Weibo: OnePlus tries smartphones, NQ sprints
Does the world really need another cool and trendy smartphone maker from China? At least one entrepreneur seems to think the answer is yes, with the launch of a new brand called OnePlus at an event last week in Beijing. Normally I wouldn't give too much attention to this kind of launch, since everyone in China is rushing these days to try and copy the trend Xiaomi, which itself is trying to copy the success of global tech giant Apple (Nasdaq: AAPL). But the fact that such a new company like OnePlus could attract so much attention for its event, including a blogosphere plug from global chip giant Qualcomm (Nasdaq: QCOM), is making me hedge my bets that perhaps this could be a company to watch.
Meantime, mobile security software maker NQ Mobile (NYSE: NQ) was also making waves in the microblogging realm, as its chief executive trumpeted a new tie-up with US wireless carrier Sprint (Nasdaq: S). NQ watchers will recall that the company's shares tumbled last fall after it came under attack by notorious short seller Muddy Waters for allegedly inflating its numbers. I said at the time that the sell-off was probably a bit too extreme, and word of the company's latest big-name tie-up comes as its shares slowly claw their way back from last year's lows.
Let's start off our weekly look at the microblogging space with a brief post that caught my attention from Shen Jing, a vice president from Qualcomm and head of the company's China venture capital arm. Shen was just one of many VIPs who attended last week's formal launch of the OnePlus phone brand at a ceremony in Beijing. His post is quite simple and promotional, calling OnePlus' new phones: "simple, robust and attractive".
I had to do a little research to find out more about this new company, and learned that its founder is Liu Zuohu, another ambitious China techie who almost certainly wants to challenge the better-known Lei Jun, Xiaomi's co-founder and chief executive. OnePlus won't roll out its phones until the second quarter, but the company says it's aiming for an underserved higher end of the market, which is underscored by its choice to use pricey chips from Qualcomm. Liu's credentials include his previous stint as a top executive at Oppo Electronics, another Chinese electronics maker that he recently left to start OnePlus.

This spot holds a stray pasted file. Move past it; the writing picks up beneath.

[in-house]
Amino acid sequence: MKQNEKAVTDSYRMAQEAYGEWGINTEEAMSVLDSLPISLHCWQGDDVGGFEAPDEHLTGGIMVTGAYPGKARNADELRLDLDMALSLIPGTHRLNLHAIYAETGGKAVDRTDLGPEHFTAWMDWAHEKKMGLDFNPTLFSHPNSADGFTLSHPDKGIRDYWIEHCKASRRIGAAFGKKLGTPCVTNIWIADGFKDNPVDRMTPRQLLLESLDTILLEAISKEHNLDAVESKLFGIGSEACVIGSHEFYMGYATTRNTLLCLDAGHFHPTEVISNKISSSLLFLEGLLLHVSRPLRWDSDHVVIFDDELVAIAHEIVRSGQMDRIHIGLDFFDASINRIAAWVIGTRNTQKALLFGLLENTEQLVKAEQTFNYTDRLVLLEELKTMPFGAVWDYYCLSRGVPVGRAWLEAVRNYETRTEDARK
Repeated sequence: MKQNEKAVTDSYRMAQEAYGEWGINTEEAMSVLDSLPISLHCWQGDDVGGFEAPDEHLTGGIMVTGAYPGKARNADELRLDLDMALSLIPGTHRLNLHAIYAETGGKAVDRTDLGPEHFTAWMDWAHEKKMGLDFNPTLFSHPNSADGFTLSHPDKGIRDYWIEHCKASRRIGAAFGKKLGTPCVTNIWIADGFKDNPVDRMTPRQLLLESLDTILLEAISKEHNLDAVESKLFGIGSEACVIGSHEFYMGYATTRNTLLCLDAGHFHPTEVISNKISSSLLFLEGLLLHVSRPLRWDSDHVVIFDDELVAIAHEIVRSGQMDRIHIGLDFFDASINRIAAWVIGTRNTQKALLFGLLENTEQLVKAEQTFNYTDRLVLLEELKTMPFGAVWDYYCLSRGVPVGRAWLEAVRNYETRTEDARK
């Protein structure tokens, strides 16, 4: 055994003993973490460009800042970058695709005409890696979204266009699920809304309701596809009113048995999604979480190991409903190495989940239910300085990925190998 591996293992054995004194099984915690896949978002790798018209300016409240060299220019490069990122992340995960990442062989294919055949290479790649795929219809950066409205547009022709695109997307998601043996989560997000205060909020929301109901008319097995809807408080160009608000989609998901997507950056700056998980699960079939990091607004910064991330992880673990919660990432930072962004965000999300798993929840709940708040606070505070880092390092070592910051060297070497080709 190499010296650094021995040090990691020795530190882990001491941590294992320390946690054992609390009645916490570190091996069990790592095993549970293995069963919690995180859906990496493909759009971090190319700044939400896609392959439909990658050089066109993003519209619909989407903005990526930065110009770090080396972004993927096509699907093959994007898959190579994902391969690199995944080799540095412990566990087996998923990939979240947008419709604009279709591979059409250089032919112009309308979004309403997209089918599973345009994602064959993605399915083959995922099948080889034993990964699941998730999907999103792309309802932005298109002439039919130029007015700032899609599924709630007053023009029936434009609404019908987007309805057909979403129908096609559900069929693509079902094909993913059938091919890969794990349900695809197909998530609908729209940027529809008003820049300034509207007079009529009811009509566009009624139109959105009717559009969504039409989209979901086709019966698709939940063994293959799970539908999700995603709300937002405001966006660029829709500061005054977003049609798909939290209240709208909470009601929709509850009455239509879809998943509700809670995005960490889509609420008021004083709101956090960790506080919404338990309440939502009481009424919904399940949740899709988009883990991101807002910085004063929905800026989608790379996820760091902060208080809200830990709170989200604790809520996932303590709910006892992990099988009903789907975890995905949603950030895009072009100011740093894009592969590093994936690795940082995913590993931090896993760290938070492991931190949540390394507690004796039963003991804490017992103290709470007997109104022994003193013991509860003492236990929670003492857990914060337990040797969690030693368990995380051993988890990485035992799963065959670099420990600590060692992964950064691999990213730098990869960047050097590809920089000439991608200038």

The reports I read didn't name any of Liu's backers, though it's clear that one is Qualcomm due to Shen's presence at the launch event. Qualcomm's promotion of this new brand is also clearly self-serving, since many of the lower-cost smartphones coming out of China these days use cheaper chips from names like MediaTek (Taipei: 2454) and Spreadtrum (Nasdaq: SPRD). Still, I do concur that most of the new smartphones coming out of China are clustered between the low and middle end, and that there could be room at the middle-to-upper range for a new player that can deliver a well-designed product. We'll have to wait until next quarter to see if OnePlus is that company.
Meantime, embattled NQ Mobile CEO Lin Yu is showing that he still has some fight left in him, as he trumpeted a new tie-up that will see one of his company's software platforms used on service from US carrier Sprint. The post breaks a period of relative silence for Lin, who has spent much of the last three months trying to repair damage to his company following the October Muddy Waters report that accused his firm of inflating its numbers. The company is also embarking on a new advertising campaign in Beijing, indicating it may think the worst of the crisis is past.
From my perspective, this new tie-up with Sprint does seem to show that NQ can still sign up major new partners for its products despite the huge wave of negative publicity after the Muddy Waters attack. That could bode well for NQ's shares, which have slowly recouped some of their losses and now trade more than 70 per cent higher than their low point during the sell-off. I should also add that NQ shares still trade at around 50 per cent lower than pre-attack levels, though I do expect they will continue to recoup some of those losses unless new allegations emerge.
To read more commentaries from Doug Young, visit youngchinabiz.com